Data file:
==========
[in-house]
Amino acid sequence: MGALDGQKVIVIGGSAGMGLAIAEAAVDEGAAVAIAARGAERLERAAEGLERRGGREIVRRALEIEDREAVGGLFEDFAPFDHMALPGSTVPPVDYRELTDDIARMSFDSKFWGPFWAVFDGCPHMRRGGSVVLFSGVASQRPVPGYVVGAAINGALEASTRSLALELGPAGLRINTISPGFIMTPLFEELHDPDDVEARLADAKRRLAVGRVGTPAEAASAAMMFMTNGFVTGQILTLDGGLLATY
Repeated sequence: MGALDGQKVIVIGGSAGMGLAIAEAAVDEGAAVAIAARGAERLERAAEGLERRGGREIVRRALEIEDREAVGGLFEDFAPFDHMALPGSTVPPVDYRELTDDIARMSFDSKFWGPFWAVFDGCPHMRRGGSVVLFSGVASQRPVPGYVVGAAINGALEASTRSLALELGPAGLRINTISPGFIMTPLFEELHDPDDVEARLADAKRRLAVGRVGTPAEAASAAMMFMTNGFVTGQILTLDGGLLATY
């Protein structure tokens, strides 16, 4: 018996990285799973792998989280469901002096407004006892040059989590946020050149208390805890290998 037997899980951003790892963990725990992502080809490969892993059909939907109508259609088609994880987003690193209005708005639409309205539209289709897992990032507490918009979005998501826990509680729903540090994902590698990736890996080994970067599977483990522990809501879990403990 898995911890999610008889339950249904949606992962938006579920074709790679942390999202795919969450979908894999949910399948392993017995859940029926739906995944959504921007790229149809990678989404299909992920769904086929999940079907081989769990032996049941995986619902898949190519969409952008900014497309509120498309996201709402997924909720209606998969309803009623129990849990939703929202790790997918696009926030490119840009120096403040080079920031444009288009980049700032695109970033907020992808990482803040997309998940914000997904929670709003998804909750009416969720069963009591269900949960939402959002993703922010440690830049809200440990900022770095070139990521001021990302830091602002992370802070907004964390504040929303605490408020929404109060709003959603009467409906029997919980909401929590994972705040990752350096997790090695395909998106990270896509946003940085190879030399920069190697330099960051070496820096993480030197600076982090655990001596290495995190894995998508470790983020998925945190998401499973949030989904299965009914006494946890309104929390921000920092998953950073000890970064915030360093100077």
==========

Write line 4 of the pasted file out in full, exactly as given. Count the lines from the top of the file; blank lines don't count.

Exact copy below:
């Protein structure tokens, strides 16, 4: 018996990285799973792998989280469901002096407004006892040059989590946020050149208390805890290998 037997899980951003790892963990725990992502080809490969892993059909939907109508259609088609994880987003690193209005708005639409309205539209289709897992990032507490918009979005998501826990509680729903540090994902590698990736890996080994970067599977483990522990809501879990403990 898995911890999610008889339950249904949606992962938006579920074709790679942390999202795919969450979908894999949910399948392993017995859940029926739906995944959504921007790229149809990678989404299909992920769904086929999940079907081989769990032996049941995986619902898949190519969409952008900014497309509120498309996201709402997924909720209606998969309803009623129990849990939703929202790790997918696009926030490119840009120096403040080079920031444009288009980049700032695109970033907020992808990482803040997309998940914000997904929670709003998804909750009416969720069963009591269900949960939402959002993703922010440690830049809200440990900022770095070139990521001021990302830091602002992370802070907004964390504040929303605490408020929404109060709003959603009467409906029997919980909401929590994972705040990752350096997790090695395909998106990270896509946003940085190879030399920069190697330099960051070496820096993480030197600076982090655990001596290495995190894995998508470790983020998925945190998401499973949030989904299965009914006494946890309104929390921000920092998953950073000890970064915030360093100077």